24. ^ Foulon was named archbishop of Besançon by Presidential decree on 22 March 1882, which was ratified (preconized) by Pope Pius IX on 30 March. L. Jerome, in: Société bibliographique (France) (1907), L'épiscopat français..., pp. 393–394.
  25. ^ Born in Chambéry in 1838, Turinaz was the nephew of Bishop Jean-François Turinaz, Bishop of Tarantaise. He studied at the French seminary in Rome (1859–1861) where he obtained doctorates in theology and Canon Law. He became Private Secretary of Cardinal Alexis Billiet, Archbishop of Chambéry. Turinaz was named bishop of Tarantaise by presidential decree on 10 January 1873, and preconized (approved) by Pope Pius IX on 21 March; he was consecrated on 11 June 1873 by Bishop François Gros. Bishop Turinaz was transferred from the diocese of Tarentaise by imperial decree on 23 March 1882, which was approved by Pope Leo XIII on 30 March 1882. L. Jerome, in: Société bibliographique (France) (1907), L'épiscopat français..., pp. 394–395, 618–619.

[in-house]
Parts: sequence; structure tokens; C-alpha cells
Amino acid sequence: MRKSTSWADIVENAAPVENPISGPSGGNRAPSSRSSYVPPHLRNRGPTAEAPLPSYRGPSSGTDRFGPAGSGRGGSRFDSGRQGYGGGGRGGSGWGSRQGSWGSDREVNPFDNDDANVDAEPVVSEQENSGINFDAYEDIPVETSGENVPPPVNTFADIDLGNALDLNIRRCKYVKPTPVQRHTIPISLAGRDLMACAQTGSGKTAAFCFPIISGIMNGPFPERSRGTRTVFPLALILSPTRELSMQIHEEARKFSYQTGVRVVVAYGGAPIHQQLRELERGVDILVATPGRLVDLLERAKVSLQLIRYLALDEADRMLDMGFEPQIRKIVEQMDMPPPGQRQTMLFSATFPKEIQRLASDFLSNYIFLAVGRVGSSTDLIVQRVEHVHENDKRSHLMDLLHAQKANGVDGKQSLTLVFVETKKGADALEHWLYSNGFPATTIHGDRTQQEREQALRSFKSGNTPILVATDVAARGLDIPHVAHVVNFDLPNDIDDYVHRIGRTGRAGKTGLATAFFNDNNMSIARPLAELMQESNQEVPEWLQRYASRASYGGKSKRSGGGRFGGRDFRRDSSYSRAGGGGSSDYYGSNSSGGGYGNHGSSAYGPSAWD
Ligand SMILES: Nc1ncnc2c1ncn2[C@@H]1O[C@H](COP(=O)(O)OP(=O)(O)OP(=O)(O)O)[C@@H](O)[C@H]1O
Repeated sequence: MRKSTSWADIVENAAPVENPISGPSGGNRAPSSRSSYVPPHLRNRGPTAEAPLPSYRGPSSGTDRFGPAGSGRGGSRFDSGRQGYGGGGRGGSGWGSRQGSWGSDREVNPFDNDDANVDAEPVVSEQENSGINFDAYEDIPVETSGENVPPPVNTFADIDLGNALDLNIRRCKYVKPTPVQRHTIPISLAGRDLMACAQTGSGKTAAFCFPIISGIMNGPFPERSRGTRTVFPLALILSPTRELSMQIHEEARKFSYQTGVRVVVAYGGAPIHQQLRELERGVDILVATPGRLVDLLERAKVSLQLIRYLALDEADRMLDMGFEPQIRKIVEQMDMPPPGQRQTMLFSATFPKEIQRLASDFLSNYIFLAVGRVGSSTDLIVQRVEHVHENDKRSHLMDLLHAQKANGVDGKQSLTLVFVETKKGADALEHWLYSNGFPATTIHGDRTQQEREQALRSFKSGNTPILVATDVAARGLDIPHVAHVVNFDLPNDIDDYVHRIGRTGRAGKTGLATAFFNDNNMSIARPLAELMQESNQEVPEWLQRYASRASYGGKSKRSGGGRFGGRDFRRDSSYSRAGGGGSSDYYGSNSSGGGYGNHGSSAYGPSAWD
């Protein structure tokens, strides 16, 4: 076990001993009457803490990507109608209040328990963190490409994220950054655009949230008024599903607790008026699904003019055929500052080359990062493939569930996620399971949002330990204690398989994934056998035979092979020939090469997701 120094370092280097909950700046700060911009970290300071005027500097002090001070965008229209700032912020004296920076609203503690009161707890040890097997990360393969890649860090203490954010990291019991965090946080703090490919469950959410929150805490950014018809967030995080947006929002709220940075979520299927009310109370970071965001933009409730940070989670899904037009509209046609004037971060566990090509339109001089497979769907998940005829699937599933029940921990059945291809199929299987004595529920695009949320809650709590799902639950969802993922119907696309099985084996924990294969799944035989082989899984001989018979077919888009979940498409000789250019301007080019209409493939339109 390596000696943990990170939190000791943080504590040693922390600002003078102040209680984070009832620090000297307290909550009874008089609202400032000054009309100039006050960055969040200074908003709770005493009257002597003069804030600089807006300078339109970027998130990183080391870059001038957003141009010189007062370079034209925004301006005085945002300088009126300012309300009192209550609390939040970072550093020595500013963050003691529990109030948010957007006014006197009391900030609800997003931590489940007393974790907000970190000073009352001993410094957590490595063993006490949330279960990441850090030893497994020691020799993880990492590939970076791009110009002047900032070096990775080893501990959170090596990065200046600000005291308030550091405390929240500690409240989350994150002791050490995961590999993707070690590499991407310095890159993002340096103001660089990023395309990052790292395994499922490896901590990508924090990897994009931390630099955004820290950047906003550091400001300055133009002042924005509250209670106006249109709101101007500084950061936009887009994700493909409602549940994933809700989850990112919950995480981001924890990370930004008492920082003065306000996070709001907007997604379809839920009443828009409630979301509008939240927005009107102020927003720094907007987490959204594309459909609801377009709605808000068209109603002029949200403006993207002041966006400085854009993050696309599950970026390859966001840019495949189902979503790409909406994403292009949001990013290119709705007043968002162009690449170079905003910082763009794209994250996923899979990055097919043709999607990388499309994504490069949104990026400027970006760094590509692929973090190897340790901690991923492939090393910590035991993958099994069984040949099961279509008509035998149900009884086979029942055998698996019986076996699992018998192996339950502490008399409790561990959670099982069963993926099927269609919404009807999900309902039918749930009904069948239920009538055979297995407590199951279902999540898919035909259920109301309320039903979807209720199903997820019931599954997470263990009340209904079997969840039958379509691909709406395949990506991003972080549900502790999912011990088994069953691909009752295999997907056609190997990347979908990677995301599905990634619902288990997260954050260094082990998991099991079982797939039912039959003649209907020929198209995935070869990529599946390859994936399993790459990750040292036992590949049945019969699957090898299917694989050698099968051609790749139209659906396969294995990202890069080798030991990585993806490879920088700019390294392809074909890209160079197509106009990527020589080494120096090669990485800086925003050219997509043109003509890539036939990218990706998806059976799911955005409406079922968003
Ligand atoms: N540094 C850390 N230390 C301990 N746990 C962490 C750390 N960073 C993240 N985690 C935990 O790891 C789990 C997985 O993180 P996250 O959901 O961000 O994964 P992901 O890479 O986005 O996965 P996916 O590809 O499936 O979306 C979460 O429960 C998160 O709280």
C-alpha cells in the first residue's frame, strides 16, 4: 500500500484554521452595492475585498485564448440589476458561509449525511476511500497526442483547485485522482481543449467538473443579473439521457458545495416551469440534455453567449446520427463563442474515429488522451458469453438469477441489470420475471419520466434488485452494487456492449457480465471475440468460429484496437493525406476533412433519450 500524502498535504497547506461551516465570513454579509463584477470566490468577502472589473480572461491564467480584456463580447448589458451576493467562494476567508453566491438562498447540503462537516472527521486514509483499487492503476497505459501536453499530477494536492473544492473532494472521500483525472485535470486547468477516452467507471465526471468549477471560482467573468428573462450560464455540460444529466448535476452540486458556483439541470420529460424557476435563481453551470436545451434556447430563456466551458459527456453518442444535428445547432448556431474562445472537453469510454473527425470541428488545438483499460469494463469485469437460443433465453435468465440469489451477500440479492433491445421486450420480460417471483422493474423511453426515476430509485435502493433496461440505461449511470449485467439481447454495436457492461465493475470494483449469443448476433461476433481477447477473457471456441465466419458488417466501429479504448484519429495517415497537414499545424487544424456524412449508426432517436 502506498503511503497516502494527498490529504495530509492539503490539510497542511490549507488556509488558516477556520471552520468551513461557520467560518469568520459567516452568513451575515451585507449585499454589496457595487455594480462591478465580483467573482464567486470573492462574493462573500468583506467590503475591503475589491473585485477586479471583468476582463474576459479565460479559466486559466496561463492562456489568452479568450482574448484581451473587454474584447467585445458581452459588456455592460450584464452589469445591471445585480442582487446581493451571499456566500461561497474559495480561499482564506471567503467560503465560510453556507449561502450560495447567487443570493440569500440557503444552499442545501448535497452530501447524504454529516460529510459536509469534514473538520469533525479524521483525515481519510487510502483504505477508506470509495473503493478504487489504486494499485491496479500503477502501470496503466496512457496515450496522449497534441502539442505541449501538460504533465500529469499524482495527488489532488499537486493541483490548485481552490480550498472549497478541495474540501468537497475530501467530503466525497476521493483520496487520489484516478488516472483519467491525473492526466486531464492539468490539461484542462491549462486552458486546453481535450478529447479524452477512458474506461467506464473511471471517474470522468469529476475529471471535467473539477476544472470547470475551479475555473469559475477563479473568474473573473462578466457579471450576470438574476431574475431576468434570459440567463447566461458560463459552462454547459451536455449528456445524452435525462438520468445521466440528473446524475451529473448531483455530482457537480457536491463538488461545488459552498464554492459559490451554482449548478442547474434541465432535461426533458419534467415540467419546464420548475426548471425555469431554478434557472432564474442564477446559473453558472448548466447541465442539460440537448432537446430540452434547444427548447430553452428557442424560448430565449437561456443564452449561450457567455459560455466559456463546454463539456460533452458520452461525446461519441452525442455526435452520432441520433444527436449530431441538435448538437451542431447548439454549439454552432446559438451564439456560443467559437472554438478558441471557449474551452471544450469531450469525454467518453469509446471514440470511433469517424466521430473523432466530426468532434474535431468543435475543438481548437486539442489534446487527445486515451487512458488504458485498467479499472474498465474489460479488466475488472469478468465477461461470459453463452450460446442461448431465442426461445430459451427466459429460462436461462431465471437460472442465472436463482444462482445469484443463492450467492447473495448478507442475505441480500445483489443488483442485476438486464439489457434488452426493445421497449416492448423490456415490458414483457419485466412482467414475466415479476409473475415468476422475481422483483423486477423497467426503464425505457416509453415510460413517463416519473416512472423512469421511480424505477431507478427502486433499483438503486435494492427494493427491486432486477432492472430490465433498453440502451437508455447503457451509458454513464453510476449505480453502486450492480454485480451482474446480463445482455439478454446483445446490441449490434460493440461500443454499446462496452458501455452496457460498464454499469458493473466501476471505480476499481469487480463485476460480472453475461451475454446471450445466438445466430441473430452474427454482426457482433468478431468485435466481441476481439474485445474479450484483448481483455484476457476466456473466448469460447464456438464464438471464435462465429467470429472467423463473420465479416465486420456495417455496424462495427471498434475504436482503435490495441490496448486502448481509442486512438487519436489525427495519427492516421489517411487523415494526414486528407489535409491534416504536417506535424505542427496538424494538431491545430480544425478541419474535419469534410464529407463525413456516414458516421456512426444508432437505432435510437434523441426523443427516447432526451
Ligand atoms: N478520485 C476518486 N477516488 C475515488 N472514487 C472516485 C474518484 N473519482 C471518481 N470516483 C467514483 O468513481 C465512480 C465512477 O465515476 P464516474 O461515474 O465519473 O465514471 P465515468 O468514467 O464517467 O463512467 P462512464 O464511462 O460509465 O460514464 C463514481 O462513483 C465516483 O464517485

26. ^ Born at Nancy in 1873, Ruch was educated at the Grand Séminaire de Nancy and the Institut Catholique in Paris, and was a Doctor of theology. He was named Coadjutor Bishop of Nancy and titular Bishop of Gerasa (Palestine) in 1913; he was consecrated in the Cathedral of Nancy on 16 July 1913. He became Bishop of Nancy in October 1918. He was later named archbishop of Strasbourg in 1919. He died in 1945. Louis Châtellier (1982). Francis Rapp (ed.). Le Diocèse de Strasbourg (in French). Paris: Editions Beauchesne. pp. 270–272. ISBN 978-2-7010-1037-3.
  27. ^ Jaeger was born at Nancy in 1944. He holds a Licenciate in philosophy and one in theology from the Faculté Catholique et Université d’État de Lille. From 1986 to 1991 he was Superior of the Seminary of Lille. On 11 April 1991 he was named Coadjutor Bishop of Nancy and Toul, and was consecrated by Jean Albert Bernard on 2 June 1991. On 31 November he succeeded to the diocese, upon the resignation of Bishop Bernard, who had passed the retirement age of 75. Subsequently, on 12 August 1998, Jaeger was named bishop of Arras. Diocèse d'Arras, Biographie de Mgr Jaeger évêque d'Arras, retrieved: 2017-01-11 (in French).
  28. ^ Papin was born in 1947 in Chemillé (Maine-et-Loire). He studied at the Institut catholique de Paris, and taught dogmatic theology at the seminary in Nancy. He was named Bishop of Nancy by Pope John Paul II on 3 September 1999, and consecrated in the Cathedral of Nancy on 24 October 1999 by Bishop Jean Pierre Orchampt of Angers. Catholiques en Meurthe et Moselle, Monseigneur Jean-Louis Papin, retrieved: 2017-01-11. (in French) David M. Cheney,, Bishop Jean-Louis Henri Maurice Papin, retrieved: 2017-01-11.

Reference works[edit]


External links[edit]

Coordinates: 48°41′29″N 6°11′11″E / 48.69139°N 6.18639°E / 48.69139; 6.18639